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One hamburger patty or two?

I tried The Shake Shack yesterday http://www.shakeshack.com/location/we....
It was very good but no better or worse than the other “gourmet” burger places that have popped up in my area in the last couple of years like Five Guys, Plan B, Jake’s Way Back. What I don’t like about them is most use small patties rather than a single large one (maybe not Plan B). One patty (4-5oz) for a regular burger and two patties for a large. I understand they cook faster this way on a griddle but they invariably come out well done even if you ask for pink, which I prefer. I much rather have one large patty than two. And I like them better char broiled vs griddled like in a pub.Does it bother anyone else? And what about In and Out Burger? I’ve never been. Why are they so beloved? Are they more fast food style like McDonalds or upscale?

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  1. Up here in Canada we have more than a few purveyors of "American style burgers"(griddled,smaller patties) and I think they do a damn fine job of them. We also have plenty of old school char grilled burger(open flame/charcoal large patty) joints, I like em both. It's nice to have that choice..

    1. I consider them different beasts. I like both grilled and griddled. I love In n Out. Always fresh, and a perfect balance of sponge dough bun, meat and fresh perfect veggies. Never soggy, never wrapped in foil like Five Guys. To me it's not an either or.

      A lot of places won't do pink in the middle after the big ecoli mess. It's not that thin patties can't be done pink, I have no problems doing it at home. It's just that at lot of restaurants won't due to liability.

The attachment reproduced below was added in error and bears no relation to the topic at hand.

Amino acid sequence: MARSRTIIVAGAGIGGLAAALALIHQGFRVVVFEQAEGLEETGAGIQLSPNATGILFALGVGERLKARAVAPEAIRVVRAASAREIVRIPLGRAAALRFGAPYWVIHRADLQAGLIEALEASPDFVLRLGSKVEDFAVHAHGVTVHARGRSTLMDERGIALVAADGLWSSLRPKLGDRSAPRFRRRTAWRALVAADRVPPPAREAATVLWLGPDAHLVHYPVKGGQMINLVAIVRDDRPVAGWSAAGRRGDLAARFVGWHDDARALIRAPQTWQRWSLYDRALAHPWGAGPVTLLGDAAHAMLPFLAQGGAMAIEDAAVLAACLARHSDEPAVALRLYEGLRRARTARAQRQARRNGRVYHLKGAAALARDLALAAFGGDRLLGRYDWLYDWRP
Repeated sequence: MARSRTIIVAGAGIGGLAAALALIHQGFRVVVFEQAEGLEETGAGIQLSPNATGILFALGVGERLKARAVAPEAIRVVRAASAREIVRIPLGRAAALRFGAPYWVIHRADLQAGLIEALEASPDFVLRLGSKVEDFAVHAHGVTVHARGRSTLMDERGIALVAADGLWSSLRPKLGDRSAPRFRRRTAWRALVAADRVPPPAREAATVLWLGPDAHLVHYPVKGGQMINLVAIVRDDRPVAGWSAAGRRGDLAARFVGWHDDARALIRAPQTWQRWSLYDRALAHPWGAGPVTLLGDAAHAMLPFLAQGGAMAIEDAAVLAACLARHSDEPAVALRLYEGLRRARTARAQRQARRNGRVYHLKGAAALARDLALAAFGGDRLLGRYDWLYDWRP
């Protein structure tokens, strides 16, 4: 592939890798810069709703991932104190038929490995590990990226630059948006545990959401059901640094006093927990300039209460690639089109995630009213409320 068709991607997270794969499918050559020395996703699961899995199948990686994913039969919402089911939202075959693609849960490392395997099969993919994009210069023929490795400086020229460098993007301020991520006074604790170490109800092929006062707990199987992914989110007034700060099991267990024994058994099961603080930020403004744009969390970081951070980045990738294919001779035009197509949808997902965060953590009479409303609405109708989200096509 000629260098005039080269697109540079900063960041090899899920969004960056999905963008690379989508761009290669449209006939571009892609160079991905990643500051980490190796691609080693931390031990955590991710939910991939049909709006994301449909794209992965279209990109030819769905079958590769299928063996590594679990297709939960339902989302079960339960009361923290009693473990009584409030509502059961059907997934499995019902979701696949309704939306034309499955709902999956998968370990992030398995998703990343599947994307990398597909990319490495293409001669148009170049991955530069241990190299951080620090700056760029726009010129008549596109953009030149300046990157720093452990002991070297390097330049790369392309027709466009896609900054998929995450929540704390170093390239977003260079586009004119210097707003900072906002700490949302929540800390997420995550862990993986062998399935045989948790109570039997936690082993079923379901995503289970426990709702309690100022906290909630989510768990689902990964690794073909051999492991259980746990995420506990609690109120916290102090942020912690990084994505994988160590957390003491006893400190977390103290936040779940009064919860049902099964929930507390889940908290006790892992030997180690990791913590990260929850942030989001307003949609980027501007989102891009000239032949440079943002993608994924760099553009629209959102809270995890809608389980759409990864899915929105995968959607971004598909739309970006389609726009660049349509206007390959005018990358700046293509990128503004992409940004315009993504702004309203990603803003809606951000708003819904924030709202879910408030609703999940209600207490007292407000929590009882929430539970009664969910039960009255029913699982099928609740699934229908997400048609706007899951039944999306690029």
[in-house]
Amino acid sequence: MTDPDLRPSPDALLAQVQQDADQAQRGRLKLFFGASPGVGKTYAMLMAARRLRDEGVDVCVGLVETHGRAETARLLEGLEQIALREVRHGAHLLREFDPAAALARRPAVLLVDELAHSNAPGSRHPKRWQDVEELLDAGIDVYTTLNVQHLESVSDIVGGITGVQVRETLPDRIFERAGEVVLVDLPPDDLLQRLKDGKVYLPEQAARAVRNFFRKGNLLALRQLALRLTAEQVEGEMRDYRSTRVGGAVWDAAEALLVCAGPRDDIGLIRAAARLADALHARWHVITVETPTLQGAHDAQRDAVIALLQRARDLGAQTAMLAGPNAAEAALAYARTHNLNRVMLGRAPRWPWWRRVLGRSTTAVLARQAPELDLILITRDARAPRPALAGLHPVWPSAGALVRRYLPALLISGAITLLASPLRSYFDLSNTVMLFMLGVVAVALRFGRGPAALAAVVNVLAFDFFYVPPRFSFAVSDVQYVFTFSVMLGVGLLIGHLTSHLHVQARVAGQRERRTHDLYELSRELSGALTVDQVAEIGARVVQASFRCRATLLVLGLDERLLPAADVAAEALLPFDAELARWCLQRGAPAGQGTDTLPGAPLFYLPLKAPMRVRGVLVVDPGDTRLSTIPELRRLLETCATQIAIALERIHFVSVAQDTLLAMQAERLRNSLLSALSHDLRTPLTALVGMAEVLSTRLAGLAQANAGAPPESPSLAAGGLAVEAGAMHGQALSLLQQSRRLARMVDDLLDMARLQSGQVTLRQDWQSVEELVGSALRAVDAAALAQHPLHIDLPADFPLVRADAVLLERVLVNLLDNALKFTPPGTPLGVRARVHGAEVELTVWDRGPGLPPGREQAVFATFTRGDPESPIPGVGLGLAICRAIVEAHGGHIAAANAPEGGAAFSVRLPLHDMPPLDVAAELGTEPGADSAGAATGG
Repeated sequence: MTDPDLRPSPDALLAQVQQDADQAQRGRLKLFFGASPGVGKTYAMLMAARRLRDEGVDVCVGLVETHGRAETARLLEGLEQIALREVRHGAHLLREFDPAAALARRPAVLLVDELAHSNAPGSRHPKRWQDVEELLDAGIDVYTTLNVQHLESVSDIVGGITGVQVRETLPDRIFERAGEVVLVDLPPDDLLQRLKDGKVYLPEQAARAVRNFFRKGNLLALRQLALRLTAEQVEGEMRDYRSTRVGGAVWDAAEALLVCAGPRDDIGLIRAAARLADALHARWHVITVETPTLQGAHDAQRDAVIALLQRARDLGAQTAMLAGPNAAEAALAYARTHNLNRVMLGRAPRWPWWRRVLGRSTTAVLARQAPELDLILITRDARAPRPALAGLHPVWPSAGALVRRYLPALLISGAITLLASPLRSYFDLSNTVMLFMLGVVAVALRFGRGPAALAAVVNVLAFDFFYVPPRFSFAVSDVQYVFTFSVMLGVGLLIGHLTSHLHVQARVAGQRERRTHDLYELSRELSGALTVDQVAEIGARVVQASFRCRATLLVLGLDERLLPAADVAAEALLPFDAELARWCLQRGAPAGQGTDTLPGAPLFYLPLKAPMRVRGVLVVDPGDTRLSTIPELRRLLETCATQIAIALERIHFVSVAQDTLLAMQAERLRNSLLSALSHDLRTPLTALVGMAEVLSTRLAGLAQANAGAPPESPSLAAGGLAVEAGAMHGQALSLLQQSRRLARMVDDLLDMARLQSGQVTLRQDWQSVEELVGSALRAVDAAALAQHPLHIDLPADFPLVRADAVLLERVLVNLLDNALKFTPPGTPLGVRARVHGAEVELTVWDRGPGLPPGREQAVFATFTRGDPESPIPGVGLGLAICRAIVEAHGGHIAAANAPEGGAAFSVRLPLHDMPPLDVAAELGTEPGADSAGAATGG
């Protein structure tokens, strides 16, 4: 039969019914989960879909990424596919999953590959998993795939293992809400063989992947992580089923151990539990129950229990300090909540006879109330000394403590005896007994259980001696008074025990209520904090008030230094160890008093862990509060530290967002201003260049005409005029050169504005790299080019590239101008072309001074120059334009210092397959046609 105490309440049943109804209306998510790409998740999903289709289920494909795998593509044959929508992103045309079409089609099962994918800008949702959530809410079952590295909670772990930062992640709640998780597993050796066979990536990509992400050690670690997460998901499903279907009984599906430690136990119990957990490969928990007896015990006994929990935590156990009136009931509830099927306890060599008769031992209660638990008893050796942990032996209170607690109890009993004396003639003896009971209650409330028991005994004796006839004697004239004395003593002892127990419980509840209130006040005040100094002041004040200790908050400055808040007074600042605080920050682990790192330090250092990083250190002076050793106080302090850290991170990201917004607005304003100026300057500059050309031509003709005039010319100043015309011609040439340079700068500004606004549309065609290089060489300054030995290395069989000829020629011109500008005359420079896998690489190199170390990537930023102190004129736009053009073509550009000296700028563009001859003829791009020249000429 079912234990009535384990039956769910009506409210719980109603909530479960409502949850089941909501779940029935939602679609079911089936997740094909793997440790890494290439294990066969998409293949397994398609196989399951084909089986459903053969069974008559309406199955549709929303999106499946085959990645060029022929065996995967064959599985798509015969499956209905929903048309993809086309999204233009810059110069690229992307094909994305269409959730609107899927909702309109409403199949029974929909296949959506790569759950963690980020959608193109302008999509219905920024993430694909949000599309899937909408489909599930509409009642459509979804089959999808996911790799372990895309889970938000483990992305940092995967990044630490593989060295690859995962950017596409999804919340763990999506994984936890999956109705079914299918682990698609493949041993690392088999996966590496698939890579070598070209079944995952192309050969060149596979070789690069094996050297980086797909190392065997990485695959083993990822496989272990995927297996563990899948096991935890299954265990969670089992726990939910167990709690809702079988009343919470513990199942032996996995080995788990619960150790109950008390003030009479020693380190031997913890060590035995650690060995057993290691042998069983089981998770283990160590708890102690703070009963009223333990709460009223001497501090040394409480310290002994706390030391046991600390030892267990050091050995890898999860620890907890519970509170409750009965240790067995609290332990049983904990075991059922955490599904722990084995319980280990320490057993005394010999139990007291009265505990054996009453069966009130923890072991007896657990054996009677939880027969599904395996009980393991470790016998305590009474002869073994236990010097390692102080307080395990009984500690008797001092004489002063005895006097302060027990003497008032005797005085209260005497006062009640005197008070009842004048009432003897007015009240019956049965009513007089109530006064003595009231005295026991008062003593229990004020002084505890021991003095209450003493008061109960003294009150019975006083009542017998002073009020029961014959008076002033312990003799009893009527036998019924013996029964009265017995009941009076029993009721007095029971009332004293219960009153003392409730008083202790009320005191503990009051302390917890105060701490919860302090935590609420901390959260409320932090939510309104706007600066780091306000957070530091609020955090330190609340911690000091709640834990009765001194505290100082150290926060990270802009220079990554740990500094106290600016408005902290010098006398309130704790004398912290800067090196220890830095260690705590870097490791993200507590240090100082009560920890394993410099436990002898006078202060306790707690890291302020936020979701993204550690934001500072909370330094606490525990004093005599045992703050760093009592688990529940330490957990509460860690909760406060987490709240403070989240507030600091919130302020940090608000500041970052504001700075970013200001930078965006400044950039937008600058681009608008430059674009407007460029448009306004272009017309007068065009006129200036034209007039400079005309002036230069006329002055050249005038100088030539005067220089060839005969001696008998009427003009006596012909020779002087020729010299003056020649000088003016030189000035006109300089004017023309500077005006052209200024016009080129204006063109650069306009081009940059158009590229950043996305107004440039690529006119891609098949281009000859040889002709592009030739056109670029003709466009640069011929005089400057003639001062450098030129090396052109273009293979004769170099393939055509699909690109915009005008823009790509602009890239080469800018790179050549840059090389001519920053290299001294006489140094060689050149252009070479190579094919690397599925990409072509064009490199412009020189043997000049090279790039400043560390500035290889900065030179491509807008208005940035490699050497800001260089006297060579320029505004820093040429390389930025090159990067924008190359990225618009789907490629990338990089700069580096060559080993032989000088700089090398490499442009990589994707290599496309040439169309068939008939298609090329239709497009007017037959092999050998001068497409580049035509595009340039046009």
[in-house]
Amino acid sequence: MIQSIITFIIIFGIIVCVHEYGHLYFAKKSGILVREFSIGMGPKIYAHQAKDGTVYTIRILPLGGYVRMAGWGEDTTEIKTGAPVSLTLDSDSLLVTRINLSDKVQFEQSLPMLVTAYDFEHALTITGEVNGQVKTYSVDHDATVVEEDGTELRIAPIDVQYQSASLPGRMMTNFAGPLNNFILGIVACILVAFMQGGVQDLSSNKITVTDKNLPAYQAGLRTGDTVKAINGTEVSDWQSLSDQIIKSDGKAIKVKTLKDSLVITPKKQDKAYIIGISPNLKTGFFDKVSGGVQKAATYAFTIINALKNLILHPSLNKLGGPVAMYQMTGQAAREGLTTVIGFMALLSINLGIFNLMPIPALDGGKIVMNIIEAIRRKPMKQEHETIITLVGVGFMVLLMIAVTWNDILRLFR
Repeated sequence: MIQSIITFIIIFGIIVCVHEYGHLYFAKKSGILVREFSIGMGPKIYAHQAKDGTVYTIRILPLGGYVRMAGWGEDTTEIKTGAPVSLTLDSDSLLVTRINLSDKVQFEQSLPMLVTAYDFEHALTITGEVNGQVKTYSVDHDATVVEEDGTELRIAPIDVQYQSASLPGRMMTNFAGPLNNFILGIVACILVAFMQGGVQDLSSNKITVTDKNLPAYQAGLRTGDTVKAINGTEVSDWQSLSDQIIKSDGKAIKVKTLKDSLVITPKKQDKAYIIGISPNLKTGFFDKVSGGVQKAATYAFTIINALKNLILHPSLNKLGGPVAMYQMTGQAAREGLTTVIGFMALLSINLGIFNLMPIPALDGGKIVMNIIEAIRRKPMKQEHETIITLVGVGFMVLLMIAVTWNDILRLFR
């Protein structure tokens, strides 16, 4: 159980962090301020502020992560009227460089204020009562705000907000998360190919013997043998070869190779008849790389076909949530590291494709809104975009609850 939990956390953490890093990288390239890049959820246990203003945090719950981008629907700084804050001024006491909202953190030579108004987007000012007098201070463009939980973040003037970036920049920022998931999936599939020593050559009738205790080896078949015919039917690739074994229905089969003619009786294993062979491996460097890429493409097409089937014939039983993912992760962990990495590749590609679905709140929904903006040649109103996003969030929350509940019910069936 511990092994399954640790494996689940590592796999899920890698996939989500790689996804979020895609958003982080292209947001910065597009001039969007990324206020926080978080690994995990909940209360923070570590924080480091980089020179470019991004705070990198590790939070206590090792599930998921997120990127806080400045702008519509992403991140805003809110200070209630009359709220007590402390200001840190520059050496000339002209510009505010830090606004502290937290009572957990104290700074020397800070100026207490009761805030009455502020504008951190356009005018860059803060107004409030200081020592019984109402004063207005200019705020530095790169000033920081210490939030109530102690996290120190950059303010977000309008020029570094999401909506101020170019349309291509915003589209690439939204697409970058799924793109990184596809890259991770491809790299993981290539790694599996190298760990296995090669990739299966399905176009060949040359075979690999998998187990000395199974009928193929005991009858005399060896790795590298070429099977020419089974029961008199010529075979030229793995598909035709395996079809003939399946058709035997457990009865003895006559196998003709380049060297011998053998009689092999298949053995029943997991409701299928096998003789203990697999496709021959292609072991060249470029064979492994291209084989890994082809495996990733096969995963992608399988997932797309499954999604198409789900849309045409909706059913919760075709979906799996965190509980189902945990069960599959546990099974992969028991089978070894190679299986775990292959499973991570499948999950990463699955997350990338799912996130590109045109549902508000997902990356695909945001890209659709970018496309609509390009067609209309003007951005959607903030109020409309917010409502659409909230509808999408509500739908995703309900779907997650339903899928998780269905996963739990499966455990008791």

2 Replies
      1. re: rasputina

        Same here. The Shake Shack experience (ingredients, prep, service) is superior in every way to Five Guys, so to me there's no comparison. Your ratio analogy also holds for sliders like Krystal and White Castle. And on the odd occasion I just want a thick, juicy, medium rare burger, I'll grill one outside. I've lost track of the thick bar/restaurant burgers that didn't taste like anything.

        1. re: monkeyrotica

          I generally judge a restaurant (not fine dining) by how well they make cheeseburgers. We have a cabin and hunting land in northern Minnesota. For several years I compared all restaurant burgers to that served at the nearby truckstop. It closed for a year about ten years ago. The restaurant reopened about three years after the fuel/convenience store operations resumed. The new restaurant, obviously a leased operation, did not serve the burgers I liked so much.

      2. In and Out is more along the lines of Five Guys. I am a big fan of Fudrucker's and Bob's Burgers.

        1. There is no In and Out burger where I live but I visited my daughter in Phoenix during Christmas so because of the reviews I kept reading about, I had to try it. I had the double, animal style (with grilled onions); it was....okay. The burger was cooked fine and tasted okay but it did not blow me out of the water. It was not memorable and to me, it was no better than a big mac.